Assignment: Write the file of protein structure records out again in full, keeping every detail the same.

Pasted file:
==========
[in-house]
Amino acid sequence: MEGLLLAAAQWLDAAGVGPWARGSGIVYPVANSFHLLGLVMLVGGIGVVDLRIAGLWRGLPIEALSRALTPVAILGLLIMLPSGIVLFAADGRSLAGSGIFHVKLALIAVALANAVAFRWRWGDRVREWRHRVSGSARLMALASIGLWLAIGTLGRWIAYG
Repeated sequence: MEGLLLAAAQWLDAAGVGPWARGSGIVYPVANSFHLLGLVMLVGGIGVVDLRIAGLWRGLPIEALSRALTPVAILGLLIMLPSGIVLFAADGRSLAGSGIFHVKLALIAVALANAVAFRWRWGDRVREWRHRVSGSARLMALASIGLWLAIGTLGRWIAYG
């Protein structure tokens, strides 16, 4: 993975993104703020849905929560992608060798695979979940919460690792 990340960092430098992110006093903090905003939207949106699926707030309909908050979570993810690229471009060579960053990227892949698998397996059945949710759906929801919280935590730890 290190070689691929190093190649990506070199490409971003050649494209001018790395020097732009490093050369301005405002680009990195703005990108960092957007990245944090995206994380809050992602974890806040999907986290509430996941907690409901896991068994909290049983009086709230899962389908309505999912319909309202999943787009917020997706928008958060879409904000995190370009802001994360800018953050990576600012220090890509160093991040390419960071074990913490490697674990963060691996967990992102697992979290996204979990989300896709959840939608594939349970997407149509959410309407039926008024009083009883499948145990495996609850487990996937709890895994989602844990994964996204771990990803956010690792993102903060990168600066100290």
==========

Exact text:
[in-house]
Amino acid sequence: MEGLLLAAAQWLDAAGVGPWARGSGIVYPVANSFHLLGLVMLVGGIGVVDLRIAGLWRGLPIEALSRALTPVAILGLLIMLPSGIVLFAADGRSLAGSGIFHVKLALIAVALANAVAFRWRWGDRVREWRHRVSGSARLMALASIGLWLAIGTLGRWIAYG
Repeated sequence: MEGLLLAAAQWLDAAGVGPWARGSGIVYPVANSFHLLGLVMLVGGIGVVDLRIAGLWRGLPIEALSRALTPVAILGLLIMLPSGIVLFAADGRSLAGSGIFHVKLALIAVALANAVAFRWRWGDRVREWRHRVSGSARLMALASIGLWLAIGTLGRWIAYG
């Protein structure tokens, strides 16, 4: 993975993104703020849905929560992608060798695979979940919460690792 990340960092430098992110006093903090905003939207949106699926707030309909908050979570993810690229471009060579960053990227892949698998397996059945949710759906929801919280935590730890 290190070689691929190093190649990506070199490409971003050649494209001018790395020097732009490093050369301005405002680009990195703005990108960092957007990245944090995206994380809050992602974890806040999907986290509430996941907690409901896991068994909290049983009086709230899962389908309505999912319909309202999943787009917020997706928008958060879409904000995190370009802001994360800018953050990576600012220090890509160093991040390419960071074990913490490697674990963060691996967990992102697992979290996204979990989300896709959840939608594939349970997407149509959410309407039926008024009083009883499948145990495996609850487990996937709890895994989602844990994964996204771990990803956010690792993102903060990168600066100290």